No decision of the International Court can be enforced if one of the five says "No."

The CHAIRMAN. There is an obligation, though, on the parties to abide by the decision.

Mr. COCKRELL. As Secretary Stettinius brought out very well, one of the five can veto any kind of enforcement. If Greece and Yugoslavia right now got into a row that had to be settled and the Court passed on it and rendered a decision, Greece could say, "No, we will not"; and Great Britain could protect her. The veto is solely a blocking measure; it does not enforce anything on anybody else. It only keeps the five from acting. If the five all act together, there is not one chance that all five will get together and impose upon one poor little state. There will be some one of the five, or two, that will prevent that. But when anyone vetoes, then all the rest are left to do what they please. They can stop the bus and get into another bus, unless they want to walk.

The CHAIRMAN. You have only 2 minutes left.

Mr. COCKRELL. I shall be glad to answer any of your questions before I stop.

The CHAIRMAN. Are there any questions of the witness?
(There was no response.)
The CHAIRMAN. There are no questions. Go ahead, Judge.

Mr. COCKRELL. Any time this can be done, this agreement—the safety provision can be made—any nation so desiring under it, they can do anything they want to do, and cannot be compelled to do anything they do not want to do. It is a voluntary provision which has worked and can work again.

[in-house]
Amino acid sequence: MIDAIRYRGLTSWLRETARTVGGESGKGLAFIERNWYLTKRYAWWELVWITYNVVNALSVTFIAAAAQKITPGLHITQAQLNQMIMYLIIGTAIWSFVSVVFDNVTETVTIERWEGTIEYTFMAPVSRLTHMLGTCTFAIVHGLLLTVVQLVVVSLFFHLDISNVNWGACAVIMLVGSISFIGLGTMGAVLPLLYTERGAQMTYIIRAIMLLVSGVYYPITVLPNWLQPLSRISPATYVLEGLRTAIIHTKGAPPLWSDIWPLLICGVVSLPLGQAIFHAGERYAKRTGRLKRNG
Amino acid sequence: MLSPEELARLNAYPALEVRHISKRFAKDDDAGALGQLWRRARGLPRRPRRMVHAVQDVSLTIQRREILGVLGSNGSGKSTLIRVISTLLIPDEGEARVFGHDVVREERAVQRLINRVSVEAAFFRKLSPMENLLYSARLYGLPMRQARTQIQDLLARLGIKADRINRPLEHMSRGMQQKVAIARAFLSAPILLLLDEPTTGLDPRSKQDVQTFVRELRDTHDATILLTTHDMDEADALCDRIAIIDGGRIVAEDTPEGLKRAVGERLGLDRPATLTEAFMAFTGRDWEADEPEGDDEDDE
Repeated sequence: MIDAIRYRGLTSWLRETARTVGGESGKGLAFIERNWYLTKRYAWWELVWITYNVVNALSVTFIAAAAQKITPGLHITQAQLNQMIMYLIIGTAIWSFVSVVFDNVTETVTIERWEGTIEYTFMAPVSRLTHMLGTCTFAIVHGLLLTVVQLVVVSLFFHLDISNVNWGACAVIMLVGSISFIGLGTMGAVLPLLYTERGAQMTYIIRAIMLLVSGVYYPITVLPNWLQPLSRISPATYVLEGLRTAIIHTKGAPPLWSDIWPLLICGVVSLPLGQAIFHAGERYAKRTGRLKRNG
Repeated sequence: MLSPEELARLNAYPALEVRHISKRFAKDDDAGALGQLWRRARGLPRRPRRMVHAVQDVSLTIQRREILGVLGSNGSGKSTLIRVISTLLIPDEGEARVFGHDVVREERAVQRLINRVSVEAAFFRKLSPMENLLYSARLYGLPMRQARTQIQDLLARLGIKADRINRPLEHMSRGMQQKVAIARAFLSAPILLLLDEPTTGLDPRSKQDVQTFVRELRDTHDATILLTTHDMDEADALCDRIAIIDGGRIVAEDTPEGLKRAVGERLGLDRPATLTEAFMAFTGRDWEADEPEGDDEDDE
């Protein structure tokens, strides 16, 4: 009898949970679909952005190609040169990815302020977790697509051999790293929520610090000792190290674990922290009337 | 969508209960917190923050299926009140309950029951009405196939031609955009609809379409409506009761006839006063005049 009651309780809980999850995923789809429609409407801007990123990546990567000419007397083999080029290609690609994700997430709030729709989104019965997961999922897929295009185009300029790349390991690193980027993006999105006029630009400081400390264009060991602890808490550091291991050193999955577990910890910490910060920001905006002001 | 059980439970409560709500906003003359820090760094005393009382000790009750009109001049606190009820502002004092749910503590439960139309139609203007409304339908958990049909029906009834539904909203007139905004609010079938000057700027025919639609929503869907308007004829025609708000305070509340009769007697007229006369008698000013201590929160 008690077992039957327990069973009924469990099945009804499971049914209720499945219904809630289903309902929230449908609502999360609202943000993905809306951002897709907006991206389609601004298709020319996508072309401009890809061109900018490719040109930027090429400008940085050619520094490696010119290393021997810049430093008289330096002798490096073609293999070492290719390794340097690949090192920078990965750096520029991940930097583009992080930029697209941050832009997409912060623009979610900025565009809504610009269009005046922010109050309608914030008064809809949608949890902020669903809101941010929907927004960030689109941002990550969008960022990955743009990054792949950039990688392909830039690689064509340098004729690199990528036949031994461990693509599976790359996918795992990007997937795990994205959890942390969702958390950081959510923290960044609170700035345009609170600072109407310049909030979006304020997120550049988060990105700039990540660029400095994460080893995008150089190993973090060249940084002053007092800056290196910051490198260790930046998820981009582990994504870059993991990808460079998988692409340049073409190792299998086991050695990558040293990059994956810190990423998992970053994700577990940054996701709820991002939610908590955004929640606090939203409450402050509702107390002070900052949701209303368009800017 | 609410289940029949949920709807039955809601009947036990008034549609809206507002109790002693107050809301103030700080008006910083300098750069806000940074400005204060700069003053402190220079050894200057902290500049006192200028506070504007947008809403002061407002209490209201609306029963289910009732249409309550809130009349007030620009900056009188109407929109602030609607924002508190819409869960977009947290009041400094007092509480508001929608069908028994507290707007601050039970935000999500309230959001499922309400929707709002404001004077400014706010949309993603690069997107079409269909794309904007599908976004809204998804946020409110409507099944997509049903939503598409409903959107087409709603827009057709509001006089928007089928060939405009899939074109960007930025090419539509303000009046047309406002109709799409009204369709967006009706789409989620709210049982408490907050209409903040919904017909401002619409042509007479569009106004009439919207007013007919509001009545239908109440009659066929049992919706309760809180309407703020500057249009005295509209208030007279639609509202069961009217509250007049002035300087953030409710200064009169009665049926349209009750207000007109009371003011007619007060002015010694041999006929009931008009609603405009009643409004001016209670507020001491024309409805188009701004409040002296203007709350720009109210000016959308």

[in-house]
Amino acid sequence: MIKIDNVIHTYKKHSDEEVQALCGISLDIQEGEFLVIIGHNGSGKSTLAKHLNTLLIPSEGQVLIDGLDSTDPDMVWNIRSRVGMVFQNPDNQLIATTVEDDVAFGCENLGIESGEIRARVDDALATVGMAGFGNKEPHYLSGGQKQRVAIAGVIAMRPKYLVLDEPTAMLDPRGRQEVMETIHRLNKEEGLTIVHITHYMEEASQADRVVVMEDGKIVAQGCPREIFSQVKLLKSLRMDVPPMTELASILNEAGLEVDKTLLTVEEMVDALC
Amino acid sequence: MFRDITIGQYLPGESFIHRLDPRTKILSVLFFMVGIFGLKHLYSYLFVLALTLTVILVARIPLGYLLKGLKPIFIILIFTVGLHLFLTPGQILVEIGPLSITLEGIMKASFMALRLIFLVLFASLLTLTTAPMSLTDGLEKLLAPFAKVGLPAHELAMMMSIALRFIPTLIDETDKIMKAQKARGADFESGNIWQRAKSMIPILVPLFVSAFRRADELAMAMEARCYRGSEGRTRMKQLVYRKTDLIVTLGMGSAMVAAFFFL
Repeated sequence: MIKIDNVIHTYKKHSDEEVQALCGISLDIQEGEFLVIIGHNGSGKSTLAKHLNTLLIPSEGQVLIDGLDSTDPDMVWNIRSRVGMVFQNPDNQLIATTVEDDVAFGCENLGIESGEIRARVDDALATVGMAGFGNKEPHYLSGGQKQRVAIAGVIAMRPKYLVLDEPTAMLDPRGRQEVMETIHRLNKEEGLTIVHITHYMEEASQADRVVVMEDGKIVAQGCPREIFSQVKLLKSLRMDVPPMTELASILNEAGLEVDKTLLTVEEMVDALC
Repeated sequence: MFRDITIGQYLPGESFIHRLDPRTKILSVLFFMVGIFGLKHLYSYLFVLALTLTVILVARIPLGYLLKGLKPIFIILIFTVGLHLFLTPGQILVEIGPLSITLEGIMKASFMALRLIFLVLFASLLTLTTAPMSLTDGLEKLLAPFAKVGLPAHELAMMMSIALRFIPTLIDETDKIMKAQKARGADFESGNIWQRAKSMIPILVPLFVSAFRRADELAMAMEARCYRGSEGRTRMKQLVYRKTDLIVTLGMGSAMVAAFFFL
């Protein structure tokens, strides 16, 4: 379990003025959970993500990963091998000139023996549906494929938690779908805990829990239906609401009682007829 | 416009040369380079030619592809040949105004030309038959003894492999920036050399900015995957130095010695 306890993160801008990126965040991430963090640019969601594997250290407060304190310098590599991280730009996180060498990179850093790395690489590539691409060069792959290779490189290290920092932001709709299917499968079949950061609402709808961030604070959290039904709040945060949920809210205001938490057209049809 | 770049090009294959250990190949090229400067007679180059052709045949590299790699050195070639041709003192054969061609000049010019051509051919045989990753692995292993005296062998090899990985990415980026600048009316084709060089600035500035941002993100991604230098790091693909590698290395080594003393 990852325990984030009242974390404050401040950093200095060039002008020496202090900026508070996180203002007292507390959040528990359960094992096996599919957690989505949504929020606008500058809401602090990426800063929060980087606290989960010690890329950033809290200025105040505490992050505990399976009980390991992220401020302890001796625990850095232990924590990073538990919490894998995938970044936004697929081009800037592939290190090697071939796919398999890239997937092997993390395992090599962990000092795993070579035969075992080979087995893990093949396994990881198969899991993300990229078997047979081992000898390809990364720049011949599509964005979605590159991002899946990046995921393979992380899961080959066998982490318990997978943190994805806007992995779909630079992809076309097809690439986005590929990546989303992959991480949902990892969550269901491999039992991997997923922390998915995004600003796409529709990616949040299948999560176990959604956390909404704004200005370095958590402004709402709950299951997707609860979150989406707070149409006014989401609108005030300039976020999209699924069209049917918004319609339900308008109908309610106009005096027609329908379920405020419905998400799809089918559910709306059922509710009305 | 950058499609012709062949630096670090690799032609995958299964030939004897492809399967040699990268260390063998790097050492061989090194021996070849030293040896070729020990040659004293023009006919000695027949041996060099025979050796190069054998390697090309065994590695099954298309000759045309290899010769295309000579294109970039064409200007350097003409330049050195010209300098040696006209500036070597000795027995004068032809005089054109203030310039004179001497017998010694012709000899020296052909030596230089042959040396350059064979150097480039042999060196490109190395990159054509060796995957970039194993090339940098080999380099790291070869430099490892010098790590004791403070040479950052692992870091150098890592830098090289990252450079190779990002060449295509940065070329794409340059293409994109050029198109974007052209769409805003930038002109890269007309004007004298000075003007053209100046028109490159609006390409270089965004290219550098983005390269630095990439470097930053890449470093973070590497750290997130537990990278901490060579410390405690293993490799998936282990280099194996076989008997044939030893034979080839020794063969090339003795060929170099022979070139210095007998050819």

I will leave this and some other notes.

The Chairman. Thank you very much for your testimony. We appreciate it very much.

(The papers submitted by Mr. Cockrell are as follows:) OUTLINE OF STATEMENT BY EWING COCKRELL, BEFORE SENATE COMMITTEE ON


CENTRAL FEATURE OF THE STATEMENT An auxiliary agreement by the states that so approve can overcome all defects of the unlimited veto and enable the states to take outside of the United Nations Organization any action provided in the Charter despite any veto.

No reservation, amendment, or withdrawal is necessary.

1. The Charter contains more practical provisions to settle disputes peacefully, maintain peace, and promote social and economic welfare than ever before agreed upon by the nations of the world.

2. Its unlimited veto gives each one of the five chief powers unique authority to prevent the use of such provisions to prevent peace enforcement and to permit war. (The situation in Greece, Yugoslavia, and Bulgaria.)

3. Nevertheless this authority can be overcome any time by the nations, individually or collectively, acting outside of the United Nations Organization.


4. Nineteen articles cover the essential obligations of the members and their relations in and out of the Charter. These are Nos. 2, 5, 6, 24, 25, 27, 33, 37, 43, 45, 47, 48, 49, 51, 52, 53, 54, and 103.

They contain full provisions for the Security Council acting but none when it fails to act. None of them restrains any member from taking any action provided by the Charter which the Council has failed to take. There is no general, blanket prohibition on action outside of the organization. The only exception is against regional enforcement and that exception can be overcome.

5. All actions of the Security Council are by its “decisions" by a seven-member vote including all the five. All obligations of the members are to obey these decisions. There is no obligation to obey a vetoing power.

HOW THE CHARTER AND VETO OPERATE 6. Whenever one of the five blocks action in the United Nations Organization, he sets all the other 49 states free to take it outside the organization. There is no authority to prevent them doing so.

Thus one man can prevent the organization from
(a) Using provisions for peaceful settlement of disputes.
(6) Using its forces to prevent aggression,

(c) Enforcing any decisions of international courts or obedience to any international law.

(d) Guaranteeing or promising any protection to any nation. But whenever he does any of these things, he immediately and automatically permits any states to do them outside the organization.